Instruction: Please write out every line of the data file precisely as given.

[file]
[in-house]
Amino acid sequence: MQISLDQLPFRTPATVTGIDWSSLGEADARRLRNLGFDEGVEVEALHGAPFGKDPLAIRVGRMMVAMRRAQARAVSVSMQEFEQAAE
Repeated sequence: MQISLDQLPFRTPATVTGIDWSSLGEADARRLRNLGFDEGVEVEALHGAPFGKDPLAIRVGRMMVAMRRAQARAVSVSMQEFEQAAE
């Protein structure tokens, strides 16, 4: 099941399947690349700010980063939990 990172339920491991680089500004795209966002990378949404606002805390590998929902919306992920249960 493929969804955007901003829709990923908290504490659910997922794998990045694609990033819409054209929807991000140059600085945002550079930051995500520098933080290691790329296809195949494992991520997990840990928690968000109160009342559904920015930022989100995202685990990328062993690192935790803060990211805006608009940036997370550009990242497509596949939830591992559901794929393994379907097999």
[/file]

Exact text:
[in-house]
Amino acid sequence: MQISLDQLPFRTPATVTGIDWSSLGEADARRLRNLGFDEGVEVEALHGAPFGKDPLAIRVGRMMVAMRRAQARAVSVSMQEFEQAAE
Repeated sequence: MQISLDQLPFRTPATVTGIDWSSLGEADARRLRNLGFDEGVEVEALHGAPFGKDPLAIRVGRMMVAMRRAQARAVSVSMQEFEQAAE
């Protein structure tokens, strides 16, 4: 099941399947690349700010980063939990 990172339920491991680089500004795209966002990378949404606002805390590998929902919306992920249960 493929969804955007901003829709990923908290504490659910997922794998990045694609990033819409054209929807991000140059600085945002550079930051995500520098933080290691790329296809195949494992991520997990840990928690968000109160009342559904920015930022989100995202685990990328062993690192935790803060990211805006608009940036997370550009990242497509596949939830591992559901794929393994379907097999």